Next Time on All This Jazz, It's Ornette Coleman's Tunes (for His Birthday)

Mar 6, 2014

Join us for the forthcoming edition of All This Jazz, beginning at 10pm on Saturday the 8th, here on Public Radio 89.5-1. We'll also offer, as always, a 7pm re-airing of ATJ on Sunday the 9th on Jazz 89.5-2, which is our station's mighty fine all-jazz HD Radio channel.

Every week, we faithfully present modern jazz, both recent and classic...from Armstrong to Zawinul, from Adderley to Zorn. And the second half of our two-hour program always carries a theme.

In the latter hour of our next program, theme-wise, we'll dig compositions by Ornette Coleman. Yes, Ornette Coleman. Once a controversial free-jazz lightning-rod whose music triggered fierce disagreements if not shouting matches among jazz buffs, Coleman, who will turn 84 on the 9th, today seems more like a soft-spoken visionary than an out-spoken maverick.

Indeed, he's by now become a universally revered icon of the jazz avant garde: an acknowledged pioneer, a musician whose 50-year journey in the music has cleared the way for two or three subsequent generations. And not just for all the screeching, histrionic "outsiders" out there --- bless them --- who make blaring, in-your-face music (in jazz and various other styles) with the same confidence/defiance that Coleman exhibited on such aggressively beautiful LPs as THE SHAPE OF JAZZ TO COME, THIS IS OUR MUSIC, and CHANGE OF THE CENTURY.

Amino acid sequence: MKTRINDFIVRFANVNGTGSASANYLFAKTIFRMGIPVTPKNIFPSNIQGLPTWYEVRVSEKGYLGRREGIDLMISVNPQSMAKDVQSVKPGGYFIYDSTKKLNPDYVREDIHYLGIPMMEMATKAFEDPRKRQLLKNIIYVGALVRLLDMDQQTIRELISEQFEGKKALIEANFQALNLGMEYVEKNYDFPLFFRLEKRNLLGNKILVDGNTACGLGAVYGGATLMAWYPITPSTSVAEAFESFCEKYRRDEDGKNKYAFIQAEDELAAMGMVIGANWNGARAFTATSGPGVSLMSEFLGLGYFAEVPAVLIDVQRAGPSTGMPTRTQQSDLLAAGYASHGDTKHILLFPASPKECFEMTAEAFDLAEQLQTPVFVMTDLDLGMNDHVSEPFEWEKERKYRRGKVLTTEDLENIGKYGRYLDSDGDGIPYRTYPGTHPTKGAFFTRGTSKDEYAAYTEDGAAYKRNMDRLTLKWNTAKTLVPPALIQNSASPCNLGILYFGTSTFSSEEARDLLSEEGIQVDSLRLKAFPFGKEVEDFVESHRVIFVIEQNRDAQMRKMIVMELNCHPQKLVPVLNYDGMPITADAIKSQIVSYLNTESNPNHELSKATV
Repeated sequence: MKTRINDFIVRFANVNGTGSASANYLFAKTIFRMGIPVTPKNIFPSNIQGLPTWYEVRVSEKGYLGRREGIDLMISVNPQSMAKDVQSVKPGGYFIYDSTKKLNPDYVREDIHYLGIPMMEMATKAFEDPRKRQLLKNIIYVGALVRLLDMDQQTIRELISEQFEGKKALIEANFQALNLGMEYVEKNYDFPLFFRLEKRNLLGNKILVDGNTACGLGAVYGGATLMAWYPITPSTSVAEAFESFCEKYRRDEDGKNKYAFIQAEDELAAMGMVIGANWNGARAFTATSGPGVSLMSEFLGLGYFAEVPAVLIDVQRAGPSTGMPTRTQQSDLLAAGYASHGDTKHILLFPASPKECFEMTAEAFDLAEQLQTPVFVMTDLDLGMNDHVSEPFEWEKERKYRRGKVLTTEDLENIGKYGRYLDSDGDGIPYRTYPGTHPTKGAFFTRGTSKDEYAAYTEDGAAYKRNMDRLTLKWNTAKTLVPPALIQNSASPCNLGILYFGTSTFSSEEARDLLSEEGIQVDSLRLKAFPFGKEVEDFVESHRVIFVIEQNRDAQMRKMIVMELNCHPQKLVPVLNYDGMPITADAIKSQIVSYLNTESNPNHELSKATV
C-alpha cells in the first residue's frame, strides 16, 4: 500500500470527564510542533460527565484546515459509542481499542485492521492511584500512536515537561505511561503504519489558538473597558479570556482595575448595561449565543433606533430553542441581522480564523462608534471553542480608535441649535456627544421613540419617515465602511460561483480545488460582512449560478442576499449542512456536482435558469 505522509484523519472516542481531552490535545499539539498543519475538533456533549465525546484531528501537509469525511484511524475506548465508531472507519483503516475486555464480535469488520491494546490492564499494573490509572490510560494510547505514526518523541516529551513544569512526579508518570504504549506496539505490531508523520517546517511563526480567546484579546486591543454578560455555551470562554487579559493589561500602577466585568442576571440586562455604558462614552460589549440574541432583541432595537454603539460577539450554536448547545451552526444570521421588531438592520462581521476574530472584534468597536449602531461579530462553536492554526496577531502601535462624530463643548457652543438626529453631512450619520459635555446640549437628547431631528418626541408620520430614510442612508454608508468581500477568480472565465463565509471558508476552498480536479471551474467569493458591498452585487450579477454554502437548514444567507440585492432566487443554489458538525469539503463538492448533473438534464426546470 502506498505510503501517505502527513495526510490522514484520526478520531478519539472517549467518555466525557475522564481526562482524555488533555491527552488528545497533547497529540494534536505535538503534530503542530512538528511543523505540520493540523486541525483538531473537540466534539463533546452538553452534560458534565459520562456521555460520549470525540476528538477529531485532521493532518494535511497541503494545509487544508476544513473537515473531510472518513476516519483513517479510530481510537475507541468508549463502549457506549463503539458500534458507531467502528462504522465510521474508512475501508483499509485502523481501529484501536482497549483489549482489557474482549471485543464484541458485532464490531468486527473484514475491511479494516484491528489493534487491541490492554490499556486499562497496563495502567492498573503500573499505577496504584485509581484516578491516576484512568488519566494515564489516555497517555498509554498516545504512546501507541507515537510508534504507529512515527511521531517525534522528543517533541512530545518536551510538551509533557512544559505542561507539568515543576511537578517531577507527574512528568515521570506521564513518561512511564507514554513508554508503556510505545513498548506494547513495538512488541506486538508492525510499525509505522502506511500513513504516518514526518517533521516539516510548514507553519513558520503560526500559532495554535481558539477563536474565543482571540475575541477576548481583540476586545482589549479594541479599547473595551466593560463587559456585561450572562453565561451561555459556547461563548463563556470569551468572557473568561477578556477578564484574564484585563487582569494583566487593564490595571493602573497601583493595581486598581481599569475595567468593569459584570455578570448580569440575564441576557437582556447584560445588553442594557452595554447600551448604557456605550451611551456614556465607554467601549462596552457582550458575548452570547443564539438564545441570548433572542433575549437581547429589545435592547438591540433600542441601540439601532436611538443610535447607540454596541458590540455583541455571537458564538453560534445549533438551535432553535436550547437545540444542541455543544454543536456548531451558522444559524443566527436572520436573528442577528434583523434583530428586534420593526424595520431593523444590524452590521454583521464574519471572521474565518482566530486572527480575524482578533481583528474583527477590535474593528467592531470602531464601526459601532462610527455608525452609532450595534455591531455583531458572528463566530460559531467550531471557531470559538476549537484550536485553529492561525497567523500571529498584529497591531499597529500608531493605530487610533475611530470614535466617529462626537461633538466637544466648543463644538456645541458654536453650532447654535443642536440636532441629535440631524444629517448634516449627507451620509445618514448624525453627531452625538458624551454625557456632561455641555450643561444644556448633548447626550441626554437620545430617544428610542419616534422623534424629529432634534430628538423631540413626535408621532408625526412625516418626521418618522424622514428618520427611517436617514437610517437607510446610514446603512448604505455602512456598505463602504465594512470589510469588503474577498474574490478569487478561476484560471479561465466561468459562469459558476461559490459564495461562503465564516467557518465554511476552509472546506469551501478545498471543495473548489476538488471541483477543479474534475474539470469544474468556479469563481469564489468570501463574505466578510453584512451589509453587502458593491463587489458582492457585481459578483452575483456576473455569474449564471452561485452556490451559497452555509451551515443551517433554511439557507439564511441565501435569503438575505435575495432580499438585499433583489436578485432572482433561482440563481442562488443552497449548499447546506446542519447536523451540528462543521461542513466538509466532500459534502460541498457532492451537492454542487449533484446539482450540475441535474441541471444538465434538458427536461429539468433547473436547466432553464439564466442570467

No, not just for the blessed weirdos. Coleman's also a jazz titan among mainstream jazz practitioners (and listeners) --- consider, for example, these well-articulated appreciations of his music from the pianist Ethan Iverson in 2010 and bassist Ben Allison in 2013.

Having collaborated with everyone from Geri Allen to Jerry Garcia, from Gunther Schuller to the London Philharmonic, from Lou Reed to Bob Thiele, Ornette Coleman is an elder statesman of jazz; his album SOUND GRAMMAR was awarded the 2007 Pulitzer Prize for Music.

Thus has Coleman also, over the years, contributed a few "minor jazz standards" (as his Wiki entry calls them) to the proverbial songbook, such as "Lonely Woman" and "Peace" and "Turnaround." We'll hear --- on the forthcoming edition of All This Jazz --- jazz greats doing each of these classic tunes, as well as several other of Coleman's catchy (and often bluesy) themes.

Hope you can tune in.